Abstract CE offers the advantage of flexibility and method development options. It excels in the area of separation of ions, chiral, polar and biological compounds (especially proteins and peptides). Masking the active sites on the inner surface of a bare fused silica capillary wall is often necessary for CE separations of basic compounds, proteins and peptides. The use of capillary surface coating is one of the approaches to prevent the adsorption phenomena and improve the repeatability of migration times and peak areas of these analytes. In this study, new capillary coatings consisting of (i) derivatized polystyrene nanoparticles and (ii) derivatized fullerenes were investigated for the analysis of peptides and protein digest by CE. The coated capillaries showed excellent run-to-run and batch-to-batch reproducibility (RSD of migration time ,0.5% for run-to-run and ,9.5% for batch-to-batch experiments). Furthermore, the capillaries offer high stability from pH 2.0 to 10.0. The actual potential of the coated capillaries was tested by combining CE with MALDI-MS for analysing complex samples, such as peptides, whereas the overall performance of the CE-MALDI-MS system was investigated by analysing a five-protein digest mixture. Subsequently, the peak list (peptide mass fingerprint) generated from the mass spectra of each fraction was entered into the Swiss-Prot database in order to search for matching tryptic fragments using the MASCOT software. The sequence coverage of analysed proteins was between 36 and 68%. The established technology benefits from the synergism of high separation efficiency and the structure selective identification via MS. [source]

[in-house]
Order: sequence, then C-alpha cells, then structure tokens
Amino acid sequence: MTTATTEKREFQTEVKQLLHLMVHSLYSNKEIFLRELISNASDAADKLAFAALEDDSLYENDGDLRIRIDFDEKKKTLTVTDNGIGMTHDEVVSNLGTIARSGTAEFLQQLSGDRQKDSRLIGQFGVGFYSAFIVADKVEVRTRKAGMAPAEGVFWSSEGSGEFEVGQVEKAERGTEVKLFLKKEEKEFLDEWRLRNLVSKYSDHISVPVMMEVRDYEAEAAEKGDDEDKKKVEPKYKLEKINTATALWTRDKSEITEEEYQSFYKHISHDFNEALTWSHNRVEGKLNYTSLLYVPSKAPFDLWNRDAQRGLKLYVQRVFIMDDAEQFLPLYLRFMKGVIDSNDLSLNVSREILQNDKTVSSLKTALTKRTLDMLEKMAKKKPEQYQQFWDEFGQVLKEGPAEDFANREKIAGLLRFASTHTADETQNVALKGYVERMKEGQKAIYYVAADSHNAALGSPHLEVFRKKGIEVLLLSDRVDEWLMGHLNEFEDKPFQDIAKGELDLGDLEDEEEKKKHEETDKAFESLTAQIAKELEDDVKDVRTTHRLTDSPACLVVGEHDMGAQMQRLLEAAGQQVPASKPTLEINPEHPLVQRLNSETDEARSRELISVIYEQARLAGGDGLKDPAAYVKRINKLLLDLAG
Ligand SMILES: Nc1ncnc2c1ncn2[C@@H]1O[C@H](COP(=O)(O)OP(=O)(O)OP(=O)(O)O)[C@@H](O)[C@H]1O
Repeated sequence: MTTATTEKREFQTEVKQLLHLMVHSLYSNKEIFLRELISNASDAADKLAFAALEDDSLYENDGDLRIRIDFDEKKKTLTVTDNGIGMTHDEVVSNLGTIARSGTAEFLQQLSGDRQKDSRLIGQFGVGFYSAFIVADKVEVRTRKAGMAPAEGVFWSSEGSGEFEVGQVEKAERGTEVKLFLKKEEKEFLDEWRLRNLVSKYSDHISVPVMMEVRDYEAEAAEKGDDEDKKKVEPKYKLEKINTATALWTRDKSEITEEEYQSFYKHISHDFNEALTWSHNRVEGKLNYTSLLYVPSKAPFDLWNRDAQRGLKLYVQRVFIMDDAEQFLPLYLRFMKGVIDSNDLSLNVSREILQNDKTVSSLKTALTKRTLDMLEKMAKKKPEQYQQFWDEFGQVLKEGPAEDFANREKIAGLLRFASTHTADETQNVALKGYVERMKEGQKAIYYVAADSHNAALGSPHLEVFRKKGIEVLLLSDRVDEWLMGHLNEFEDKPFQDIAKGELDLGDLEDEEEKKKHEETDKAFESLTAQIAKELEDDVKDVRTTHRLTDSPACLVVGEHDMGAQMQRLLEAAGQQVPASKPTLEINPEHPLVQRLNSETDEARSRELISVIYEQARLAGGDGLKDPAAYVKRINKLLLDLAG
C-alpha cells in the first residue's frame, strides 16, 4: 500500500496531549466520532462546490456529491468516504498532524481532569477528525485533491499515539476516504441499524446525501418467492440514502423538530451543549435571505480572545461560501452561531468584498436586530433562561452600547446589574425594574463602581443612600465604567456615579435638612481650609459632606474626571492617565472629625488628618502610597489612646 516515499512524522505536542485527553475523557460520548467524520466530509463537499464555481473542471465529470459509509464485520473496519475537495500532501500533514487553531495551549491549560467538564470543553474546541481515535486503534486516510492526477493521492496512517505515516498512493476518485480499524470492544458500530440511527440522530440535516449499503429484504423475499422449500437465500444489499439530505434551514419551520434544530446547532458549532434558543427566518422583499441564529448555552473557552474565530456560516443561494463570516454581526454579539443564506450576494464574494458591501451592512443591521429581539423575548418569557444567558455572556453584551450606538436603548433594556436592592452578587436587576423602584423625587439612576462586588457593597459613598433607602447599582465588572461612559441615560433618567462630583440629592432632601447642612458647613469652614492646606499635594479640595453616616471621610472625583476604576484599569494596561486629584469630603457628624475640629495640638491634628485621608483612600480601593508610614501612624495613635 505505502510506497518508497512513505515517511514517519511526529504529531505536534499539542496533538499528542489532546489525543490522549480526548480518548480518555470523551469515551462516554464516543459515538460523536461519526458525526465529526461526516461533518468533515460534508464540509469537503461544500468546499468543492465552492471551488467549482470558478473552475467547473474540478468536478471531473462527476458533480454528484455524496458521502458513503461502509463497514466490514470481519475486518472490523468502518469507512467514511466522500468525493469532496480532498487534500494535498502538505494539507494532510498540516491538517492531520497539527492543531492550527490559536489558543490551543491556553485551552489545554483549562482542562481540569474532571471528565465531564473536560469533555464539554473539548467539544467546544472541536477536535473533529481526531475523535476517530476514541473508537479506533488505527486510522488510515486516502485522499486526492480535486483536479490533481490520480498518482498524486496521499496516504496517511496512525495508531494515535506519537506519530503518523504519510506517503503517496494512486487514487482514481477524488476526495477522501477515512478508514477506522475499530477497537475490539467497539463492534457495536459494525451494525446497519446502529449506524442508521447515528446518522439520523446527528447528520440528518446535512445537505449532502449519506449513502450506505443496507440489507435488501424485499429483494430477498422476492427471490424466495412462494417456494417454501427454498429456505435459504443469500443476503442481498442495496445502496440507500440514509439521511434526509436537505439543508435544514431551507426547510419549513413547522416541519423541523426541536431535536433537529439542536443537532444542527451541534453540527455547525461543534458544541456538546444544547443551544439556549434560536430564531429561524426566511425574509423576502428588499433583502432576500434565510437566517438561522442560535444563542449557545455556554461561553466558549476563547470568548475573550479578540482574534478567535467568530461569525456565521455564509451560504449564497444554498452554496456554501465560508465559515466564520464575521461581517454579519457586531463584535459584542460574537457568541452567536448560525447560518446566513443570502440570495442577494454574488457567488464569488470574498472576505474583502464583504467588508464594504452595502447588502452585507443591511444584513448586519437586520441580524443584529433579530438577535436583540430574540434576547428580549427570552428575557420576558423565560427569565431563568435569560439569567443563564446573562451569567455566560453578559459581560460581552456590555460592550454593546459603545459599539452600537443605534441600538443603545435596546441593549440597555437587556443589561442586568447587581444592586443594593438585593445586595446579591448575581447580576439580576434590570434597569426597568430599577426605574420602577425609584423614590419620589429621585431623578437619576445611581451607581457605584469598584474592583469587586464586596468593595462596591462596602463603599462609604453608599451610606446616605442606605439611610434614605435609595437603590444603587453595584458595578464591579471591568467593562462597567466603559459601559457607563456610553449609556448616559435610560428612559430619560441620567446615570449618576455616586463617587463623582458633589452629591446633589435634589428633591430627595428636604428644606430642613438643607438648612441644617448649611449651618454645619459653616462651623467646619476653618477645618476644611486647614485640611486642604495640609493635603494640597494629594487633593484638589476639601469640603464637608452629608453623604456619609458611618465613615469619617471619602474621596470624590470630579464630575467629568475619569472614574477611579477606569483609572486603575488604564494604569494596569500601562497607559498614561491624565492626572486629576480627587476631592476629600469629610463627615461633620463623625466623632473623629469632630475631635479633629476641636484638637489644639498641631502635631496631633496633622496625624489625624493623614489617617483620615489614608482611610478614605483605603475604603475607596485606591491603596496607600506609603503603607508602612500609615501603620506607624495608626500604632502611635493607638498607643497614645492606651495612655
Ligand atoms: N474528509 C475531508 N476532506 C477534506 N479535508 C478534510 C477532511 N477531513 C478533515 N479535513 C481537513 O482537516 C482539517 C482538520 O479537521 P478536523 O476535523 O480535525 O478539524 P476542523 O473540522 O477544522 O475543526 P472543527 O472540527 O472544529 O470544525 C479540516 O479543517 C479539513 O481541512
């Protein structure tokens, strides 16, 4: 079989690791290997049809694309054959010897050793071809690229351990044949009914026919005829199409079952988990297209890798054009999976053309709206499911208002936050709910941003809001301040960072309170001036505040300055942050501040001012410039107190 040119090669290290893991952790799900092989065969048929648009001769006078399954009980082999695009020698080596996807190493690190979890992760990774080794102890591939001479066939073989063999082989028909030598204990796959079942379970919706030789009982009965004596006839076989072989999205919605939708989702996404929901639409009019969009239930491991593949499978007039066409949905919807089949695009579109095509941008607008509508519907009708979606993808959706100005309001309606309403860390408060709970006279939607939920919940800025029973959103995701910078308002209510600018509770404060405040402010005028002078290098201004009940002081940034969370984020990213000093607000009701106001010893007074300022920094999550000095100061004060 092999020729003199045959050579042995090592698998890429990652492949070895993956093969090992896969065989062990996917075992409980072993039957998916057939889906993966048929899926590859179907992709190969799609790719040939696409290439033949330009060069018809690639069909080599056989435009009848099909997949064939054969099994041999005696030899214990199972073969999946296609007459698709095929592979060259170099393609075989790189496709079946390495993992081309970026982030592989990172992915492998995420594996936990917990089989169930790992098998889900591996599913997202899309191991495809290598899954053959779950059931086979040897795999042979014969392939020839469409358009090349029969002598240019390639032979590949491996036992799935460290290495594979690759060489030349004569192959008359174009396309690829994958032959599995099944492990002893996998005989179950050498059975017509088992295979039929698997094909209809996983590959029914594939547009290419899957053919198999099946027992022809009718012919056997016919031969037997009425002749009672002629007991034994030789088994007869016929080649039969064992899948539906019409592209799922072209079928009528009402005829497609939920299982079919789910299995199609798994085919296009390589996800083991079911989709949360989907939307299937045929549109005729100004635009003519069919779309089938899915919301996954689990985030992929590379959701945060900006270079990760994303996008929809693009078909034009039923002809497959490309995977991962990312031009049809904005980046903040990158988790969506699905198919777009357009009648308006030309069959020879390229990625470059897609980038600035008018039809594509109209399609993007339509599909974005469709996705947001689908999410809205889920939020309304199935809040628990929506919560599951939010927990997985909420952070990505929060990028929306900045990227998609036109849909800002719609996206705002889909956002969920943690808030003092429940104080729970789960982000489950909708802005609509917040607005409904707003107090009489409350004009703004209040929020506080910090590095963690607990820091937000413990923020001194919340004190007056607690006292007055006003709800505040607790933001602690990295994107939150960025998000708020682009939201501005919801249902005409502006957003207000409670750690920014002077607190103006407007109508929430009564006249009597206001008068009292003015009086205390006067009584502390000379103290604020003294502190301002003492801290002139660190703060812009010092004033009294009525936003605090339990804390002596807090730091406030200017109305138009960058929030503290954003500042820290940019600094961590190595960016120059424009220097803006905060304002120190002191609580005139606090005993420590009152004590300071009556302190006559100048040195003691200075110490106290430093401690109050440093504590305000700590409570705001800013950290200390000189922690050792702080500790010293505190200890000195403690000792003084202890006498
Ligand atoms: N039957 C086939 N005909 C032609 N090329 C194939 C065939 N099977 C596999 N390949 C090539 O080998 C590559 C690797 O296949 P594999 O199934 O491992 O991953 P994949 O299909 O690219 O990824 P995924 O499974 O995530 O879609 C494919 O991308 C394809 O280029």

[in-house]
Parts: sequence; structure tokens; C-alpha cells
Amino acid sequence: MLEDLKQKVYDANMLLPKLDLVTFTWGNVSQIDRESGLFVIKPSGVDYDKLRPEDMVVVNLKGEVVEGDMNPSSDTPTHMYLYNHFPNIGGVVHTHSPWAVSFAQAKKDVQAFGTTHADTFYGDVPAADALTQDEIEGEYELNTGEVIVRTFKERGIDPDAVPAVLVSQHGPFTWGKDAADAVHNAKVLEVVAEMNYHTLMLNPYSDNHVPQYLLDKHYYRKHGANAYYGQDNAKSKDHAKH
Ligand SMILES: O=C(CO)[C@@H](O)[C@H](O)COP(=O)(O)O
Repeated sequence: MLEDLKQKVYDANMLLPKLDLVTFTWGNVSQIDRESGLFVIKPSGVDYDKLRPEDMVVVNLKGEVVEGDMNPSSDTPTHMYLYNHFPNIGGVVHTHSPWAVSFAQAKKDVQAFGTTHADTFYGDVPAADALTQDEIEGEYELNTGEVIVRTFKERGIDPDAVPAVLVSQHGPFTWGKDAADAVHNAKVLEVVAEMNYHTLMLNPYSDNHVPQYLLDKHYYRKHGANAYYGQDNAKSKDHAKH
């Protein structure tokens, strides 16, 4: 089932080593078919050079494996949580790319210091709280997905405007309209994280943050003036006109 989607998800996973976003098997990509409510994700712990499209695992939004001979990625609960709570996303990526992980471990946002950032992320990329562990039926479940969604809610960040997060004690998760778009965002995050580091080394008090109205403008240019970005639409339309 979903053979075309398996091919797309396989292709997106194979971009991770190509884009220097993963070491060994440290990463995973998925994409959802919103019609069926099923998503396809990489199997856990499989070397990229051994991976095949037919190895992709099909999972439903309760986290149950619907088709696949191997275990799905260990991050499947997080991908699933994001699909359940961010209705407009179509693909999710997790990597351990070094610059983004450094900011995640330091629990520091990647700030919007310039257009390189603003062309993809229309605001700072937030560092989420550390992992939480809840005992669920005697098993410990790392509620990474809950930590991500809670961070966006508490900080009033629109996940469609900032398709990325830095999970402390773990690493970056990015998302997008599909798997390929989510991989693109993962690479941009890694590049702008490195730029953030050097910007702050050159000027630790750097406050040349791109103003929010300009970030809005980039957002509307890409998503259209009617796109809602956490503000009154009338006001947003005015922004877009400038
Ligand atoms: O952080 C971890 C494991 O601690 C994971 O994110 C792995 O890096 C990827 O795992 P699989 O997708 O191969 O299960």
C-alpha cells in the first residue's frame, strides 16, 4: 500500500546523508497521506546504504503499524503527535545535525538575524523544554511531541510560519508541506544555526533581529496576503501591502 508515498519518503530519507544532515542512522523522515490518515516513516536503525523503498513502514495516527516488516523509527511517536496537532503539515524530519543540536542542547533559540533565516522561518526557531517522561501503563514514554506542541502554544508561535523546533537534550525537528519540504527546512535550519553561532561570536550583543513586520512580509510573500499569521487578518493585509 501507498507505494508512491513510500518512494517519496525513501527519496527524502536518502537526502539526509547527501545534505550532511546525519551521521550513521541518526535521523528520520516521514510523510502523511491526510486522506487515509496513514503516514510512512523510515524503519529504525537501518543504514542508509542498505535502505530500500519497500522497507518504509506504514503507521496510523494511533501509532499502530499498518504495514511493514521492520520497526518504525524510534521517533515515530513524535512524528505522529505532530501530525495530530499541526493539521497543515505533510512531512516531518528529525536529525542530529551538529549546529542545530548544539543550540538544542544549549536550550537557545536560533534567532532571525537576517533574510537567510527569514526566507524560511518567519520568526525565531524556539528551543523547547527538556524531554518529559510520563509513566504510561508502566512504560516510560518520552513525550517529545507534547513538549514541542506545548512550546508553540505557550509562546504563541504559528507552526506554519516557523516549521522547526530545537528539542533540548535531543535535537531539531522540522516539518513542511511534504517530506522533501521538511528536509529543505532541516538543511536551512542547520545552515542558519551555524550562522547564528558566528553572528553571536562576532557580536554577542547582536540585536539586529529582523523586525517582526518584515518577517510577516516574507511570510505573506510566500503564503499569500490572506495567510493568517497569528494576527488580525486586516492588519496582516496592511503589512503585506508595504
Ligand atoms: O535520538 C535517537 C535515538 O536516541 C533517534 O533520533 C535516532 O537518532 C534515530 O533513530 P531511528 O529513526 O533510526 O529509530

Capillary electrochromatography with monolithic silica column:,I.

Preparation of silica monoliths having surface-bound octadecyl moieties, applications to the separation of neutral, charged species, their chromatographic characterization